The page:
12 Best Coastal Towns in North Carolina
North Carolina's coastal towns offer a mix of experiences, from quaint historic communities with 18th-century homes and tree-lined streets to thriving beach scenes and fun activity-based destinations for families. The Outer Banks are where many people head, but there are numerous options. Depending on the type of vacation you're after, you can find small towns lining the Atlantic Coast or along the sounds.
These places make ideal escapes from the heat and humidity of summer. Fresh breezes off the ocean and cool waters to swim in make for a refreshing retreat. There are reasons people have been coming to this stretch of coast since the early 1800s. Take some time to discover why for yourself. Begin with our list of the top coastal towns in North Carolina.
Set on Albemarle Sound, Edenton is a peaceful escape from the stress of everyday life. The first Colonial capital of North Carolina, this 300-year-old town is replete with wonderfully restored historical homes and buildings. Some of these beautiful treasures are now bed and breakfasts, shops, and restaurants.
Most of the main attractions are within walking distance of one another, and many are free to enter. An ideal way to begin your tours is to view a 15-minute video at the tourist information office at the top end of South Broad Street.
One of the highlights is the Chowan County Courthouse. Not to be confused with the replica courthouse, this original structure looks out over a large green space and faces out onto the sound with cannons at the water's edge. The trees you see growing in the water are bald cypress trees, ranging in age from 500 to 2,000 years old.
Most of the action is found at the base of South Broad Street. From here, you can catch the trolley for a tour of the town, take a boat tour on Albemarle Sound, or stop in at the historic Cupola House.
If you are looking for a romantic getaway, Edenton is the perfect place. Book a stay at one of the charming old bed and breakfasts and spend a leisurely day exploring the town.
Accommodation: Where to Stay in Edenton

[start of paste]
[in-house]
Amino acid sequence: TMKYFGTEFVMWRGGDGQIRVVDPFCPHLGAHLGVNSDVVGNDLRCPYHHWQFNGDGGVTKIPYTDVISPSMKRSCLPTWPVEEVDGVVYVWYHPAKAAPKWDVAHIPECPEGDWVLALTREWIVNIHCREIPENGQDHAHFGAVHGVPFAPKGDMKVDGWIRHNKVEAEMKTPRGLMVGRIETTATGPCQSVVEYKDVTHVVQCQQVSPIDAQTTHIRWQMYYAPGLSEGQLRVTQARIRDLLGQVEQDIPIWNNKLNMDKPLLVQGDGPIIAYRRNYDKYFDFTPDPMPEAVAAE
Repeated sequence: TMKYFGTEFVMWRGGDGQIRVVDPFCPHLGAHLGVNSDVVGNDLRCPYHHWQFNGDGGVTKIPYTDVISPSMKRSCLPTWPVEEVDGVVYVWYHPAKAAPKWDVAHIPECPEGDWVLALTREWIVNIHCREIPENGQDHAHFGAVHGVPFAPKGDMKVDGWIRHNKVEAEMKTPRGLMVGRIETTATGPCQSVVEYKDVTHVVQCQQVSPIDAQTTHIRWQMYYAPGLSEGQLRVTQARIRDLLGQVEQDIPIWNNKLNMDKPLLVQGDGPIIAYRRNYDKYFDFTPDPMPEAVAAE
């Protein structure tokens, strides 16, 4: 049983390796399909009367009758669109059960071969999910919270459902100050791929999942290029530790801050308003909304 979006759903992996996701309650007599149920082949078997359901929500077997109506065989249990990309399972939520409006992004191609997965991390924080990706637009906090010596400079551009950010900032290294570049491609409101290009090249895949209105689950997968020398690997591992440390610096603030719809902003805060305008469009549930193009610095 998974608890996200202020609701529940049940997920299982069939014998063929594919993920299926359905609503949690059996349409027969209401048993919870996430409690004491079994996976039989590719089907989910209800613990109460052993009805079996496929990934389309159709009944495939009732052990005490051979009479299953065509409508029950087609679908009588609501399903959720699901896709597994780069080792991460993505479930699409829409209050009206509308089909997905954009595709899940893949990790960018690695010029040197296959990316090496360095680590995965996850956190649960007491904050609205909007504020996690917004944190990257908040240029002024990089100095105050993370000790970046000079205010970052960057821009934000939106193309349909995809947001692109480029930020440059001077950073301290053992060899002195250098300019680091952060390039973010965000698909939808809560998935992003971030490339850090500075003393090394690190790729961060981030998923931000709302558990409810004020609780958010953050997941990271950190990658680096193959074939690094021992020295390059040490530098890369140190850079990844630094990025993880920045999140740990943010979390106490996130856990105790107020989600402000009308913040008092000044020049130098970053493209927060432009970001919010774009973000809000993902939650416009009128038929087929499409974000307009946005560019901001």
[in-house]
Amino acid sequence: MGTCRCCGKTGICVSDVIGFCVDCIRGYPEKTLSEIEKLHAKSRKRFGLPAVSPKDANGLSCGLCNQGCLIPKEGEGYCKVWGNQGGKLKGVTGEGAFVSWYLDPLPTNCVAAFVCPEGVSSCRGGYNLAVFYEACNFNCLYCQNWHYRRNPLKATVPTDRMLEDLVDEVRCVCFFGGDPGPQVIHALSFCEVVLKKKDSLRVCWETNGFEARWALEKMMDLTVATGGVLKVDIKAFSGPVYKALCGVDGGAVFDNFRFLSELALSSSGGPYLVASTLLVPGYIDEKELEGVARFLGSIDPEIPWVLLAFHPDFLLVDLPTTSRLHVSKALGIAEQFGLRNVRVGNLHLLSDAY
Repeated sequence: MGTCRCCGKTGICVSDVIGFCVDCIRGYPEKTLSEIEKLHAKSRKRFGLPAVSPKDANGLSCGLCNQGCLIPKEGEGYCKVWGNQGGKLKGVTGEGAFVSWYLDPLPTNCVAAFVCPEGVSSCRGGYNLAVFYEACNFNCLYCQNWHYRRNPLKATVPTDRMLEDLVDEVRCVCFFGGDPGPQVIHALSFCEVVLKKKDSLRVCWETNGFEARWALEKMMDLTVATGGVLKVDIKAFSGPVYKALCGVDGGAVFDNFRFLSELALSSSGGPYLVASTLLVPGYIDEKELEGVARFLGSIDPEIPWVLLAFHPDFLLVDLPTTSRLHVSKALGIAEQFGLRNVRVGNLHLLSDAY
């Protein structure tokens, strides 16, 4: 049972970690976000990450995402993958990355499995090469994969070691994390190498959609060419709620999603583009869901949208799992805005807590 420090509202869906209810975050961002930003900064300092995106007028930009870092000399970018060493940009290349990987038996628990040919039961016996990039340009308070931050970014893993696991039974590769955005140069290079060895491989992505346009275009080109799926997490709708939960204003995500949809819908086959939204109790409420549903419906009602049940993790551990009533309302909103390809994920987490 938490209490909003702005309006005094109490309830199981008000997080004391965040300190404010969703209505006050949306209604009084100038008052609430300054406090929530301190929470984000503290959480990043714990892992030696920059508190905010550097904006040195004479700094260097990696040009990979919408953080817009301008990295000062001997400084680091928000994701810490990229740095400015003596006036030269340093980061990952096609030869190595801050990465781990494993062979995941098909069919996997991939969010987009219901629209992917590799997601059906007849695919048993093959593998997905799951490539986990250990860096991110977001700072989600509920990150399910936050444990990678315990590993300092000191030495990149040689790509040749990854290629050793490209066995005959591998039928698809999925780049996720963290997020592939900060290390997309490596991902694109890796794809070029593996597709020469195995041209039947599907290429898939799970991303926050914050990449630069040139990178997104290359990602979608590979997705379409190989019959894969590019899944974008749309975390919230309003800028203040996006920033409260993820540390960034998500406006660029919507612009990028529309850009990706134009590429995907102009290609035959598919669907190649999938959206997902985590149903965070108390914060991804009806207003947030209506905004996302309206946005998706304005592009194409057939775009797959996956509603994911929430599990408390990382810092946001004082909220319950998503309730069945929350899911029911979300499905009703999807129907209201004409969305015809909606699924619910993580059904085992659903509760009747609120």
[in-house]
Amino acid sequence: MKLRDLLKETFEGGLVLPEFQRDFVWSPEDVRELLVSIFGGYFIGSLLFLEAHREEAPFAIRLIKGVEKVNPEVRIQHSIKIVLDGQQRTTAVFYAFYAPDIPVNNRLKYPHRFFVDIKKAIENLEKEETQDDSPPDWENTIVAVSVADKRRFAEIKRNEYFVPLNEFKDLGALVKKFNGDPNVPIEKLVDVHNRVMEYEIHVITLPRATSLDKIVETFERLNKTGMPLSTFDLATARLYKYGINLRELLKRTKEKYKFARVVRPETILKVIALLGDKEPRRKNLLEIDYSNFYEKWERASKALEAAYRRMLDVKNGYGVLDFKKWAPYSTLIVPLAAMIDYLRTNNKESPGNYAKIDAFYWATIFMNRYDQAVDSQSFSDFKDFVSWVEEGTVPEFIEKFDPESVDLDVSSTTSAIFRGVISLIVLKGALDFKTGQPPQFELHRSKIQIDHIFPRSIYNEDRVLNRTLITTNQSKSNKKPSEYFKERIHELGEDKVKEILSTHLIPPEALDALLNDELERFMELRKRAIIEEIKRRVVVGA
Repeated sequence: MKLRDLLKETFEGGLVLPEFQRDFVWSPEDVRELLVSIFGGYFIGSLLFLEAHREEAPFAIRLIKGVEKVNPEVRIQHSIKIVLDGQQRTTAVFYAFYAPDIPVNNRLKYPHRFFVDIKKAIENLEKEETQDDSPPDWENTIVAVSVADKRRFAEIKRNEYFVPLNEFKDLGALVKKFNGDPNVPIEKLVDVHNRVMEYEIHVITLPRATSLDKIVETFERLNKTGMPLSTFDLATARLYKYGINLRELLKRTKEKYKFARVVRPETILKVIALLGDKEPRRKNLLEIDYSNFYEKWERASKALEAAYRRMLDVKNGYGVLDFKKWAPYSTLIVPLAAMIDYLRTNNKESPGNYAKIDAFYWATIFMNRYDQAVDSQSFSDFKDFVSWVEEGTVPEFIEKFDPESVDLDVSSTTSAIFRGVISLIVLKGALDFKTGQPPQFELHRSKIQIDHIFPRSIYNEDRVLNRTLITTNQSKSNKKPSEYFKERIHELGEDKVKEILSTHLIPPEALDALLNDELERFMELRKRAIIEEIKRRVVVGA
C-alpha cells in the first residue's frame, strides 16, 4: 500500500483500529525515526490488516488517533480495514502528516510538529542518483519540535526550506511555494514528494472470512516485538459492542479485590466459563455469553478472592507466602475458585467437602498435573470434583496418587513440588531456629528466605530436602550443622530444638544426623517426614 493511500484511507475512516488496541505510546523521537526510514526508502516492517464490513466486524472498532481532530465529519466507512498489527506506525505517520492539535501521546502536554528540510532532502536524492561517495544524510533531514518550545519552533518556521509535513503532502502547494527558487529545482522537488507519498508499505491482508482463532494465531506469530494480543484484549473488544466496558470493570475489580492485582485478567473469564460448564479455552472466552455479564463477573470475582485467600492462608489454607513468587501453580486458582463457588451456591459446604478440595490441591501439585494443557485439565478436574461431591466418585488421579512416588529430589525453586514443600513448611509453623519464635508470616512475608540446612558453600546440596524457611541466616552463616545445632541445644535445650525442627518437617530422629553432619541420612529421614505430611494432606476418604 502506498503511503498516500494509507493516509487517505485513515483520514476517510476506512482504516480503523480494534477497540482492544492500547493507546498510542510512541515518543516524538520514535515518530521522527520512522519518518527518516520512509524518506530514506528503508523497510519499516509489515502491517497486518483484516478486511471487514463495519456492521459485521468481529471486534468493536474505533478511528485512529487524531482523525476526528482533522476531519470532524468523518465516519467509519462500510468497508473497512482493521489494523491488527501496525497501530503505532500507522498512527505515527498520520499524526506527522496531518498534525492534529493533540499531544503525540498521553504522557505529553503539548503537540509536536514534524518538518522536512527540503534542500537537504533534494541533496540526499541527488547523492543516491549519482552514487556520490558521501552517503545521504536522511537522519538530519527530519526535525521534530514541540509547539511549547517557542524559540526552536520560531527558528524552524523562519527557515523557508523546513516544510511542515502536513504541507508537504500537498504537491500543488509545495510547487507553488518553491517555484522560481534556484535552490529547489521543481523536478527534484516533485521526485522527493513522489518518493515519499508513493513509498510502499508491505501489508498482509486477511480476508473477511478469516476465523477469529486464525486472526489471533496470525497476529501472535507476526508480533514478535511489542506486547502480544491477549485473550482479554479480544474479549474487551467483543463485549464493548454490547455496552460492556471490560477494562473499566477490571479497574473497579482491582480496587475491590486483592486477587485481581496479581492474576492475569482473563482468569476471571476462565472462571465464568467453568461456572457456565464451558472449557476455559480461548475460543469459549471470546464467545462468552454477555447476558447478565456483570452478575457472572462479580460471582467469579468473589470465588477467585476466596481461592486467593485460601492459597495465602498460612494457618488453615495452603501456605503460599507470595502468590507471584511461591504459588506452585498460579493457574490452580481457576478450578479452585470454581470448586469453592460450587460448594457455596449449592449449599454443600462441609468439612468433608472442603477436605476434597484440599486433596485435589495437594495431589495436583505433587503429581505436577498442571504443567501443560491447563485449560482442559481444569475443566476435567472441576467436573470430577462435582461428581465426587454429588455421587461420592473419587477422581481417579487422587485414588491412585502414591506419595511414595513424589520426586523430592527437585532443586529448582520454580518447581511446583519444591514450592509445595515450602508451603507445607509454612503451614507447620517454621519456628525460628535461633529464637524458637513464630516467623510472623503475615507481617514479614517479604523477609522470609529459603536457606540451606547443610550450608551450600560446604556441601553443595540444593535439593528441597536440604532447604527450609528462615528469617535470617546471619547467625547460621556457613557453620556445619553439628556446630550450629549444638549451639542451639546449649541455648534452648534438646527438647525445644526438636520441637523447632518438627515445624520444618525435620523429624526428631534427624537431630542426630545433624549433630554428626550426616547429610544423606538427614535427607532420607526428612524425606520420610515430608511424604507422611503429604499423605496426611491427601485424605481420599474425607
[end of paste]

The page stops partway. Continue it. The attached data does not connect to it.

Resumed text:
2. Nags Head
Nags Head is the largest town in the Outer Banks and also one of the best known beach towns. This is a great place for families, with numerous things to do, including mini golf, family-friendly restaurants, and one of the best beaches in North Carolina.
Attractions for mom and dad are in the form of outlet malls, beach shops, Gallery Row, and the Historic District, with its unpainted traditional cedar shake beach cottages.
Nags Head is one of the few towns on the Outer Banks where you can find a good selection of hotels, including resorts. Other forms of accommodation include vacation rentals and comfy bed and breakfasts.
The town's most popular fishing pier and one of the major attractions is Janette's Pier. This impressive concrete structure extends 1,000 feet out into the Atlantic Ocean. A token fee is charged to walk out on the pier and is a worthy investment for the fine views you'll encounter. If you love fishing, bring your gear, you might land any one of the following: Spanish mackerel, bluefish, triggerfish, sea mullet, croakers, and pigfish. Parking is free and plentiful here.
The other pier in town, Nag's Head Fishing Pier, is as the name suggests: mostly about fishing. It's located at the northern end of town not far from Jockey's Ridge State Park.
One of the main attractions off the beach is Jockey's Ridge State Park. It's fun for all ages. Activities include walking, running, and even surfing down the tallest sand dunes in the Eastern United States.
Be prepared for a bit of exercise on your visit. You will need to follow the boardwalk just past the visitor center until the very end and then walk another 10 minutes to the base of the dunes. It's at this point that the hard work begins. Ascend the sand dune step after sliding step to the top, where you are rewarded with commanding views out over the surrounding area and the Atlantic Ocean.